I’ve had several readers ask me what DBT is, and so I thought I’d give a basic primer. (My apologies for not doing so earlier!)
DBT stands for dialectical behavior therapy. It was founded by Dr. Marsha Linehan, a clinical psychologist with personal experience of self-harm and psychiatric distress, and has been shown to be the most effective treatment for borderline personality disorder. DBT has also been used as treatment for issues ranging from substance abuse to eating disorders, and I personally feel everyone can benefit from its concepts.
DBT blends conventional cognitive behavioral therapy with Zen Buddhism and lots of emotional validation. It’s unusual in that it offers practical solutions for situations in which people are experiencing self-harm urges and stormy mood states. Clients study what triggers their own impulses and find more constructive ways of dealing with them, including mindfulness practice.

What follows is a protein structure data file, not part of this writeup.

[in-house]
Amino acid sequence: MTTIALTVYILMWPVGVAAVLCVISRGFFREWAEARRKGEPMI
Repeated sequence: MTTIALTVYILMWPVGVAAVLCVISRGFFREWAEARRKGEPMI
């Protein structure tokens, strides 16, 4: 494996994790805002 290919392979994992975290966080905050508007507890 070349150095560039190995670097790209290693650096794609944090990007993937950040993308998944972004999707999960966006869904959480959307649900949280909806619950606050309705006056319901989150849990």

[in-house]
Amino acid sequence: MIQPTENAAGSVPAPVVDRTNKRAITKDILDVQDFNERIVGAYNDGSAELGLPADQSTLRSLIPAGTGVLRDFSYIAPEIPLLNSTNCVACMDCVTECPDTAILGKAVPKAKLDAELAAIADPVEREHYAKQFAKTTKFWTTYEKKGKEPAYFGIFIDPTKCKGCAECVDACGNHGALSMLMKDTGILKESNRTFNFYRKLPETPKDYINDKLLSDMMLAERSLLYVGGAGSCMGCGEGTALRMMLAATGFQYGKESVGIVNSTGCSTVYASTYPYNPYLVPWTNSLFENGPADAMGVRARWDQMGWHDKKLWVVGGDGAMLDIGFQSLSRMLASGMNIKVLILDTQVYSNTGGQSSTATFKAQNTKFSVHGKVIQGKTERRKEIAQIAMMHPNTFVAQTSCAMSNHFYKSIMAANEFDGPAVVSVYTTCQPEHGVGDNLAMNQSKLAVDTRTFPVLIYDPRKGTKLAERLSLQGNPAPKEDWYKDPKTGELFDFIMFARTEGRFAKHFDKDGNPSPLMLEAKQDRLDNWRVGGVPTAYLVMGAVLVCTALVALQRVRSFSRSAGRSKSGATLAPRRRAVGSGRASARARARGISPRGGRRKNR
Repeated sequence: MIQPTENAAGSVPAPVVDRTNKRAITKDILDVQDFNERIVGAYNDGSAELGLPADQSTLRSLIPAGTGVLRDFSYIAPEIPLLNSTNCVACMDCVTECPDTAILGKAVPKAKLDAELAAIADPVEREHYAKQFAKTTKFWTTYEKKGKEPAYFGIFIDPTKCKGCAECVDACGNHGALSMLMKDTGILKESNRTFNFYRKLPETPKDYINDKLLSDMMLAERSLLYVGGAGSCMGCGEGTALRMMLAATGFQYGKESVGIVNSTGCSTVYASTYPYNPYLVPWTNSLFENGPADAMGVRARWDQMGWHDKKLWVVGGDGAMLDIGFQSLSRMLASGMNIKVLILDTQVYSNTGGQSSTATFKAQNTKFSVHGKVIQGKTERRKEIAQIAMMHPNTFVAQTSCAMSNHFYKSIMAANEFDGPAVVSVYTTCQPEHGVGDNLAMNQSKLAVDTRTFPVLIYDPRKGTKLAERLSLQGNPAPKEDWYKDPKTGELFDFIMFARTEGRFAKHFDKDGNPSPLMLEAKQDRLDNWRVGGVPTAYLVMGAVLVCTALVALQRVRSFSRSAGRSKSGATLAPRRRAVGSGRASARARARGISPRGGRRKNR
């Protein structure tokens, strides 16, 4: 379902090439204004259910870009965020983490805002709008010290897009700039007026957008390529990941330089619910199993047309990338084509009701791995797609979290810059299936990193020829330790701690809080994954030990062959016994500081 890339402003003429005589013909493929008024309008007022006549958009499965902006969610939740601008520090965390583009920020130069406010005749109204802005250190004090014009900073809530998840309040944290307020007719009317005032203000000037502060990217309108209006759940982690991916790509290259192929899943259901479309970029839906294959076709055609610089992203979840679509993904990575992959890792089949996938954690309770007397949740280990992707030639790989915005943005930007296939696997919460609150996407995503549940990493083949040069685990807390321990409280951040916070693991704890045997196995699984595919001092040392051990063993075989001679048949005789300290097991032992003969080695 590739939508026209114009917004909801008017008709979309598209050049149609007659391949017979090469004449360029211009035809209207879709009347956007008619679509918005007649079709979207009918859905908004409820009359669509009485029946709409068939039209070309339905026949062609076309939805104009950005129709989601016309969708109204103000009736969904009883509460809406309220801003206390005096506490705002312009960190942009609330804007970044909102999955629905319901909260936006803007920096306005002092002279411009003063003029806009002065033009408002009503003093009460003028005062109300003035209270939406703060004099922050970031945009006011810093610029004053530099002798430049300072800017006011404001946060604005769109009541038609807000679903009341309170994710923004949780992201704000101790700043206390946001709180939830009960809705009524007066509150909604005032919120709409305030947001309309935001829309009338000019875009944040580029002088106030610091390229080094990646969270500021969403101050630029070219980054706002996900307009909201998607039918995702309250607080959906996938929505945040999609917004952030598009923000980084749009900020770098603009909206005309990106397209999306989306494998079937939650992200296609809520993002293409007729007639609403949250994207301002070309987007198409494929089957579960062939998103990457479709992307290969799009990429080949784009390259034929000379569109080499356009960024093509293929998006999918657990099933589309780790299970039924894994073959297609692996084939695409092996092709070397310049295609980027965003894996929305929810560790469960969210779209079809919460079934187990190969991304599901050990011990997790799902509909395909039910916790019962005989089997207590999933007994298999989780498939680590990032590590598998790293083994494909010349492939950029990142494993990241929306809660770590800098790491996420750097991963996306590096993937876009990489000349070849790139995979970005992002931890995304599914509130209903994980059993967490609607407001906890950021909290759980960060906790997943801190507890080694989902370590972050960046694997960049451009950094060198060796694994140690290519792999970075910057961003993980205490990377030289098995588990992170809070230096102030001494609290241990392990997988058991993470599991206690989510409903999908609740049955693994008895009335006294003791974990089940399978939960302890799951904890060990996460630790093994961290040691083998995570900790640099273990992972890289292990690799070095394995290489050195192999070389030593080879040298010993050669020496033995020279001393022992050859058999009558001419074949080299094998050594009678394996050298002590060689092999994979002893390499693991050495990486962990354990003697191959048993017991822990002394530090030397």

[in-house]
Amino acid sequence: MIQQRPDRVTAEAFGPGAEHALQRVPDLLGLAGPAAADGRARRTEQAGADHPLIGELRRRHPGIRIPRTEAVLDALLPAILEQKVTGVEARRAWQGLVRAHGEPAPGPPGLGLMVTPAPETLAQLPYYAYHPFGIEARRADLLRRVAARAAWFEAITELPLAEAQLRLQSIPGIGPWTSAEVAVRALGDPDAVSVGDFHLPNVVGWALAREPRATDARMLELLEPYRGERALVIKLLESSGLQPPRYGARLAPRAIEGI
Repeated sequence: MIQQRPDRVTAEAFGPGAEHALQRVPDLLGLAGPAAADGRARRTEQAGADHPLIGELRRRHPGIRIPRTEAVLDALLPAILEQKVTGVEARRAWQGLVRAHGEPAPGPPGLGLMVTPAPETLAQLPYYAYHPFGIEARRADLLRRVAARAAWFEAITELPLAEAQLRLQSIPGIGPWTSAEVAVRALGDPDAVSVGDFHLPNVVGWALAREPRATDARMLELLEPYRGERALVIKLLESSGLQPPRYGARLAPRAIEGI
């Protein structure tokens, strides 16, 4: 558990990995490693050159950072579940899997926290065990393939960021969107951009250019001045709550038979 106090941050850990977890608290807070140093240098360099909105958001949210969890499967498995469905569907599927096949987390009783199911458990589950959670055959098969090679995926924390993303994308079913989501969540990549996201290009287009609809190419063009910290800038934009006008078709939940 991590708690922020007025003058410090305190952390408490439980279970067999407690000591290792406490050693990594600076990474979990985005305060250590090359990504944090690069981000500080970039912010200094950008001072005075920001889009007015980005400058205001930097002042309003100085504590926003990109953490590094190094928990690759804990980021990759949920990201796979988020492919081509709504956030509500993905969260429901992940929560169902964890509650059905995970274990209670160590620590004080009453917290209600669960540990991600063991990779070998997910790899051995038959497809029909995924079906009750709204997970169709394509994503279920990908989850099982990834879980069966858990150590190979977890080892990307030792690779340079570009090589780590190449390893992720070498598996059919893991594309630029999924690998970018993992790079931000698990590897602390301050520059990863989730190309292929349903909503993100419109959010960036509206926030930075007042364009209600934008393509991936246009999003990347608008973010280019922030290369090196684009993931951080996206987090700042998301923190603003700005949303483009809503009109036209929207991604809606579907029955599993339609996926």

One of the most helpful tenets of DBT is the belief that clients are doing the best they can given their circumstances. DBT honors the fact that even the most maladaptive coping strategies make sense in the context of a struggling person’s life. These compassionate assumptions provide a foundation for hope — something that is rarely communicated by mental health providers, particularly to people with BPD and those who self-harm.
If you’re interested in finding out more about DBT, including where to find practitioners in your area, a great starting point is Marsha Linehan’s website, Behavioral Tech.
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